Yes, as the author points out, there are all kinds of meet-up opportunities to find community with other vegans if you're not finding it within your own immediate circle of family and friends. Having that sense of community is important for new and seasoned vegans alike. For many of us, opportunities to sit across a table from someone who can truly relate to why we make the decisions we do concerning other animals are scarce. It's sometimes a relief to be able to be able to be open and ordinary about our rejection of animal exploitation without eliciting eye-rolls or snide comments. Even more so, it's heartening to be able to discuss our veganism without eliciting the too-often blank looks (particularly from loved ones) that can leave us feeling a little isolated or alienated.
Perri O. Blumberg's piece is purportedly about going vegan and is presented as intending to clarify ''myths and misconceptions'' about veganism. Although her piece is peppered with some really good information and links, the bottom line is that she fails horribly at clarifying some of the worst present-day misconceptions about veganism. In her piece, she informs her readers that veganism can be limited to diet, that it can be a part-time gig and that it can be temporary. It's none of those things. Blumberg illustrates that she doesn't really comprehend what veganism really is.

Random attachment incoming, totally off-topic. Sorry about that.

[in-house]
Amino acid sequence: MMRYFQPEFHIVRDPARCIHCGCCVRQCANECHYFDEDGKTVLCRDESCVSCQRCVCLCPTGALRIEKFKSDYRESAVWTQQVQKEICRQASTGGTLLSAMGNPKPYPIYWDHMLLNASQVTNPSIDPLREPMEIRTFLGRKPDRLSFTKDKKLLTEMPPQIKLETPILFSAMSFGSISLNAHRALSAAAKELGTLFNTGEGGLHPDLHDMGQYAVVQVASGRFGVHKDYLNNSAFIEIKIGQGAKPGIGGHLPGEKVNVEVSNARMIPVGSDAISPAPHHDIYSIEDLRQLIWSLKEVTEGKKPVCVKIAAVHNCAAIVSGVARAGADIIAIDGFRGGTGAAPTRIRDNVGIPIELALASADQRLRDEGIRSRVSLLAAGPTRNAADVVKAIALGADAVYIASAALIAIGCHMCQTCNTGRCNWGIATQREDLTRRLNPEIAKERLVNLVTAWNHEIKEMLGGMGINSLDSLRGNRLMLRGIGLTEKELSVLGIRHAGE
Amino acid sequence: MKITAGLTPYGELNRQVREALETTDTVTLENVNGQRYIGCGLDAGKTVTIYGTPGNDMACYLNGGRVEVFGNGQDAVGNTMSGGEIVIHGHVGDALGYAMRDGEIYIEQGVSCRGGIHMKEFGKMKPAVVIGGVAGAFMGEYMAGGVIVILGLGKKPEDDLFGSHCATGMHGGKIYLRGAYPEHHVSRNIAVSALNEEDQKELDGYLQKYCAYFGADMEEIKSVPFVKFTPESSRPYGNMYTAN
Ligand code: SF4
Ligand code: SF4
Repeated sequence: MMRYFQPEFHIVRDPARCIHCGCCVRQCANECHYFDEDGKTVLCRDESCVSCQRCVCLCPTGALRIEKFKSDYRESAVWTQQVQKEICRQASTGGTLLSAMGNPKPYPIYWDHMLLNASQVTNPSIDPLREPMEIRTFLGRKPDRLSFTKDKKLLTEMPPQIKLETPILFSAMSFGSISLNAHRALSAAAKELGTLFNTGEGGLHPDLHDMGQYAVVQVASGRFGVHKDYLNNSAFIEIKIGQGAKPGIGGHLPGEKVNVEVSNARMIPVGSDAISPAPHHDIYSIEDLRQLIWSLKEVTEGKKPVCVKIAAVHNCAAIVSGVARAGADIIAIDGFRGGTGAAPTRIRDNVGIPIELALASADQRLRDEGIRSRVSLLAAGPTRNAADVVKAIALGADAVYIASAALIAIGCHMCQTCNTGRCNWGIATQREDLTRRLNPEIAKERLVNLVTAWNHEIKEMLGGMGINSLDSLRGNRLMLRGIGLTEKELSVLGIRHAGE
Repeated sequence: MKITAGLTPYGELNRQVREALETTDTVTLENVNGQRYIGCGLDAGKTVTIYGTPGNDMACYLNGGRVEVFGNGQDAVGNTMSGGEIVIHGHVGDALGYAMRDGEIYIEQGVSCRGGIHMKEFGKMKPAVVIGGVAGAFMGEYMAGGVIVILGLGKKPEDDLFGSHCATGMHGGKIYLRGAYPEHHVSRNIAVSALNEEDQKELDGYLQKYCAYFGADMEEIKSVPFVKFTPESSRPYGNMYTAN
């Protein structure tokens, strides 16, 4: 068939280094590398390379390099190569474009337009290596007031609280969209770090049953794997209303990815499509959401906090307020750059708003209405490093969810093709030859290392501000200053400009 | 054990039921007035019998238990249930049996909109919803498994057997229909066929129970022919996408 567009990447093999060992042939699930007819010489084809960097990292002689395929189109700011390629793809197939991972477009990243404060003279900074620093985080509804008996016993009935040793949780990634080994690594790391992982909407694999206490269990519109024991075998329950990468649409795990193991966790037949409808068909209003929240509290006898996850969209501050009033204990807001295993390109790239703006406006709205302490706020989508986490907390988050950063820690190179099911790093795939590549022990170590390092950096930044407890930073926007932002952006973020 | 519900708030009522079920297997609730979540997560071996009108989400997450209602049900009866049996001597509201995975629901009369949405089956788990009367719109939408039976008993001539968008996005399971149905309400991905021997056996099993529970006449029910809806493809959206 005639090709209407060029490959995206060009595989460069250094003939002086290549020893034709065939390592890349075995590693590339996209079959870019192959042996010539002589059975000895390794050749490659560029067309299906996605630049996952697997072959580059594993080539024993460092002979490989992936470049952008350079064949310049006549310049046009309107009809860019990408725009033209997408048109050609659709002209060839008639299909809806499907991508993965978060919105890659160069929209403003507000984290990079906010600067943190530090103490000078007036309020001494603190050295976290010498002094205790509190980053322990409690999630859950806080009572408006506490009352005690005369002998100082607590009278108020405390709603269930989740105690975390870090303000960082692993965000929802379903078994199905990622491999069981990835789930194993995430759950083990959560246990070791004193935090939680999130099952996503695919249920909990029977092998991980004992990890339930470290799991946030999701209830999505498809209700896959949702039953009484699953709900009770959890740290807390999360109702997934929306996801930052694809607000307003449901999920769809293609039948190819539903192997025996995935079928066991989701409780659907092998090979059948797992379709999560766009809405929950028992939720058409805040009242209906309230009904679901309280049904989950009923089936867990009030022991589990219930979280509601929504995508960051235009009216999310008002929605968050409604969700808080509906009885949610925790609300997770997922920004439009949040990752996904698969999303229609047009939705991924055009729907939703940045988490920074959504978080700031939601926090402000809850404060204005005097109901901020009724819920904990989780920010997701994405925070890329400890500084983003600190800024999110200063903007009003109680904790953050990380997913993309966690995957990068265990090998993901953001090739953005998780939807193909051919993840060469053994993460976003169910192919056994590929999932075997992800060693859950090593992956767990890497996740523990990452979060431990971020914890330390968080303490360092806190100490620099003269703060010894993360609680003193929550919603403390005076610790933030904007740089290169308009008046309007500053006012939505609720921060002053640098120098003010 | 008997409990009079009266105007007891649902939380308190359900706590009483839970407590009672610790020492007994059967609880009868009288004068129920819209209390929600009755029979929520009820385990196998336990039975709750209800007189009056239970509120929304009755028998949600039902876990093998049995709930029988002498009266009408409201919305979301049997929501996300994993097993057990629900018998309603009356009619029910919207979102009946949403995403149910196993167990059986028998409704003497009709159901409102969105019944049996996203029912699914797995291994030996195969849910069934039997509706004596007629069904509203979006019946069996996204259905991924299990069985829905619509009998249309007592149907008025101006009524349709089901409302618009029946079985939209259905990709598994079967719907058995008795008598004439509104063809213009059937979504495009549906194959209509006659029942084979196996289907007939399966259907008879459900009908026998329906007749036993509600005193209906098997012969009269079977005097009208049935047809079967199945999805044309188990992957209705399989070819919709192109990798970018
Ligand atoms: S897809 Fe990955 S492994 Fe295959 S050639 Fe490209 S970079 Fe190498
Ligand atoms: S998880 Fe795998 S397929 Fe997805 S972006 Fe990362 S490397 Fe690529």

Perhaps if she had at any point looked into the ethical and animal rights based motivators which actually do provide the foundation for adopting a vegan lifestyle, she may have realized how describing it as involving degrees of continued animal use truly makes no sense and that. It only ends up confusing the public further and given that the piece was published on the website of such a widely-read publication like Reader's Digest? That's a true shame.
Posted by M at Wednesday, September 18, 2013